The rubbing board is the old-time method, yet it wears the fabric and wears out the worker, and should be used as little as possible. If still considered necessary, it should be of glass set in wood. The wooden board is unsanitary and the metal board may at any moment develop a tiny crack that will tear the fabric.
Fortunately, many women are learning that the washing machine, properly used, is a great economy of fabric, time, and strength. Many machines are on the market, and we need to discriminate and to select the machine constructed to force the water through the fabric without injury to the fabric, and with the smallest amount of muscular energy and that properly exerted without strain. Of course, if machine power is available, the problem is easy. These many washers may be classed in four groups. One is a revolving arrangement, sometimes consisting of two corrugated boards set in the center of a tub of clothes, one objection being that the clothes are sometimes torn. Another type has a revolving perforated inner cylinder for the clothes, and an outer one for the soap and water. This is much more expensive. Still a third rocks the clothes in soap and water and is very effective. A fourth type makes use of suction.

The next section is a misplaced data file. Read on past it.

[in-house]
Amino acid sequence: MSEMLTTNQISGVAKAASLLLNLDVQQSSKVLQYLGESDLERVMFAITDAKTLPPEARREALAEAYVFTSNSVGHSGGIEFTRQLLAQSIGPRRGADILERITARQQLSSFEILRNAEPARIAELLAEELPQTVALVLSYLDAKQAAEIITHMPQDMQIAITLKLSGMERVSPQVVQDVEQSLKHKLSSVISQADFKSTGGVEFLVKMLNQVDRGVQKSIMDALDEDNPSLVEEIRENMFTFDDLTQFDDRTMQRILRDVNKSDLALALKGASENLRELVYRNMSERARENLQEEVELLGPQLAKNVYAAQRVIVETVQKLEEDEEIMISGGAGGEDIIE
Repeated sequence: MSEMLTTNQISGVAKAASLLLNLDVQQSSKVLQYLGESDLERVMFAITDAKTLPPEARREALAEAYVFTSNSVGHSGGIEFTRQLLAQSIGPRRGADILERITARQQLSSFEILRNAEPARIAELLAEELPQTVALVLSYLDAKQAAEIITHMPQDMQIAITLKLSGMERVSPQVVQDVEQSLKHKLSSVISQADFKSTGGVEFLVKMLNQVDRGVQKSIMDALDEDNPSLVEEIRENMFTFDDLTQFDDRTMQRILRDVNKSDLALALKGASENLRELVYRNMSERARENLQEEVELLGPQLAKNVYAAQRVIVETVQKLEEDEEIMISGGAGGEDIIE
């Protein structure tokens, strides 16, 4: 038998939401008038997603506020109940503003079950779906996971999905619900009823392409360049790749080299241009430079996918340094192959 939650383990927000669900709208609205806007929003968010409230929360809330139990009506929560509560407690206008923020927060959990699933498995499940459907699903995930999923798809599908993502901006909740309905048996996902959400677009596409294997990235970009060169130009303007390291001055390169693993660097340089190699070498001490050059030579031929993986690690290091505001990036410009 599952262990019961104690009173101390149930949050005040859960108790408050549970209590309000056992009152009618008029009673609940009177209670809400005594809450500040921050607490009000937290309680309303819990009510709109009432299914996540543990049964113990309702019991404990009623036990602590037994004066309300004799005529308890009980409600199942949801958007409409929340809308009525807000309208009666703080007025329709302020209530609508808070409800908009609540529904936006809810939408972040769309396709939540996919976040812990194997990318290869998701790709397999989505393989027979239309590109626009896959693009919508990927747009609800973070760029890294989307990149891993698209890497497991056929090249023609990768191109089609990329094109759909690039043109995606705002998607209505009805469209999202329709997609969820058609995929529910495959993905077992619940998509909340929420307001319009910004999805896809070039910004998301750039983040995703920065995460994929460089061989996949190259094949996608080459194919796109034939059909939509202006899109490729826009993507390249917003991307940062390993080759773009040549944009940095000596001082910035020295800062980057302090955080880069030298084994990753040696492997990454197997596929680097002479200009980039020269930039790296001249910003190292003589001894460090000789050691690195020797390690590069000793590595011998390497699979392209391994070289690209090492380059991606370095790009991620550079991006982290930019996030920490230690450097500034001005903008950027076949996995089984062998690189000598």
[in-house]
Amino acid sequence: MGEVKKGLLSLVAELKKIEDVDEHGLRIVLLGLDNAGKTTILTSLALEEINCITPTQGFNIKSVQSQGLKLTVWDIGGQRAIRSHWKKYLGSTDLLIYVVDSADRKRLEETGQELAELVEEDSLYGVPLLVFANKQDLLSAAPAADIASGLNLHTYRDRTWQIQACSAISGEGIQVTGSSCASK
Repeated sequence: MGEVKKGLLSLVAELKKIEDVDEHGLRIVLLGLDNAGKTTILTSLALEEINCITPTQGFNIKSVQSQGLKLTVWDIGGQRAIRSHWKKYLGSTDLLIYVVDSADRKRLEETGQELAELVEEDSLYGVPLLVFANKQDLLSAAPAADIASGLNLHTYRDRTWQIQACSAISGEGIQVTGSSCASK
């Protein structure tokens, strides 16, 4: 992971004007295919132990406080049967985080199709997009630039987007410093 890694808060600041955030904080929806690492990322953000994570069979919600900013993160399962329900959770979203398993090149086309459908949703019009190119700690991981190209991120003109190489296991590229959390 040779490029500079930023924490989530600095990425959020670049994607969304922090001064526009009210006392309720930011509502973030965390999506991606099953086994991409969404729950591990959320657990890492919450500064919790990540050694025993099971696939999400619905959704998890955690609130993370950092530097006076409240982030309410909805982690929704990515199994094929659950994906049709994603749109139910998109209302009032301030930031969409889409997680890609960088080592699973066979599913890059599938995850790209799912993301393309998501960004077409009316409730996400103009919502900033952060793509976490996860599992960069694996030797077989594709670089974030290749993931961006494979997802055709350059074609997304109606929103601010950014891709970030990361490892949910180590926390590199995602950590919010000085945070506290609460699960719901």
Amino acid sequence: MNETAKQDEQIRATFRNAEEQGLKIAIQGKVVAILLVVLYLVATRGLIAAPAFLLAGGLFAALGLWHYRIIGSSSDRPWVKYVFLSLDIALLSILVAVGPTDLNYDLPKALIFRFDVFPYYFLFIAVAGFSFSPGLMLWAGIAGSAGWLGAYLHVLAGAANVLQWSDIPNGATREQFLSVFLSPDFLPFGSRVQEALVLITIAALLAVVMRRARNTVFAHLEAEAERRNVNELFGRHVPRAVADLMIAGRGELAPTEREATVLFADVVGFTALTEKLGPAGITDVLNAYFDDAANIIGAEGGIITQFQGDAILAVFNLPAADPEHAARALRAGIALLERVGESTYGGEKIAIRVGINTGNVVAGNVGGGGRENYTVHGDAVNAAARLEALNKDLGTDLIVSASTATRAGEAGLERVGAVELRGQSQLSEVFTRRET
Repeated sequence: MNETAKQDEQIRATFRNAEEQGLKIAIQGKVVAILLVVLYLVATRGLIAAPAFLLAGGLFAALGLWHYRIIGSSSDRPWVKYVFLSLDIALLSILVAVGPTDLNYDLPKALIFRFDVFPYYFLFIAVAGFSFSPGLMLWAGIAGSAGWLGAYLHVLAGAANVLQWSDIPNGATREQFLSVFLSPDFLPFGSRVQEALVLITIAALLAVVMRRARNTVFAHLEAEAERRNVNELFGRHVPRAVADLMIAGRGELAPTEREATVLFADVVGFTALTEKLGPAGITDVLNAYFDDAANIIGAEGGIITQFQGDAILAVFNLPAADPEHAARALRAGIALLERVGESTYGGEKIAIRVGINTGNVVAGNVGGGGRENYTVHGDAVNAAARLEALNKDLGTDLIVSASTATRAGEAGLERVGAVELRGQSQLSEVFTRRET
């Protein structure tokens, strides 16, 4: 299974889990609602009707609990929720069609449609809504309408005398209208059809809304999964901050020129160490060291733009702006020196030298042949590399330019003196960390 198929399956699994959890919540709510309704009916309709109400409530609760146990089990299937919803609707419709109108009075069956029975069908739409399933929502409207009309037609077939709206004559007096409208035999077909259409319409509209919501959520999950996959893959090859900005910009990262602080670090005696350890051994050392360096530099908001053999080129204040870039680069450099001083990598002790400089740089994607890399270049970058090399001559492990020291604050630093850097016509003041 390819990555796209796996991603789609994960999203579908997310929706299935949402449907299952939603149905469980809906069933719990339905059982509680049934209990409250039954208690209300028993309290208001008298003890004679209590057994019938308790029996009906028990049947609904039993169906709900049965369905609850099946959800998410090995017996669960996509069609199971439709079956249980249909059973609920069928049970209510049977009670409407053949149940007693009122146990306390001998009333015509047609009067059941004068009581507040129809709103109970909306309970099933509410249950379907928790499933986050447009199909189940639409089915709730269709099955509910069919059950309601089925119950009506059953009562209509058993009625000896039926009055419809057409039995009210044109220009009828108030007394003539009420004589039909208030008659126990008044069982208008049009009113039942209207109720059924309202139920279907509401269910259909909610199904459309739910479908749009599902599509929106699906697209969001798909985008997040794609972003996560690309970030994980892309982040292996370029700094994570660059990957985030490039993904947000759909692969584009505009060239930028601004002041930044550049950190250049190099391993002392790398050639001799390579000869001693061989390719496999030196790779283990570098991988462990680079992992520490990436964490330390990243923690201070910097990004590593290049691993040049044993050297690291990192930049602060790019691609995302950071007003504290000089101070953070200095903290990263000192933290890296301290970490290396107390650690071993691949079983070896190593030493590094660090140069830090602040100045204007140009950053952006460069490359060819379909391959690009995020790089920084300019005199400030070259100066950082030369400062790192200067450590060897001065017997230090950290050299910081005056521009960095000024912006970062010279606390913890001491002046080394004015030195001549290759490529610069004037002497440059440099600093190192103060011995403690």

The principle of cleansing by pressure and suction is used in several machines and hand washers, and these are, on the whole, inexpensive and practical for home work. The work is accomplished by an inverted cone, pushed down on the clothes, and lifted. Such a washer is seen standing on the floor in Fig. 80. The same figure also shows another of this type standing on the table, and still another to be used in the boiler.
Most of these devices can be used with power.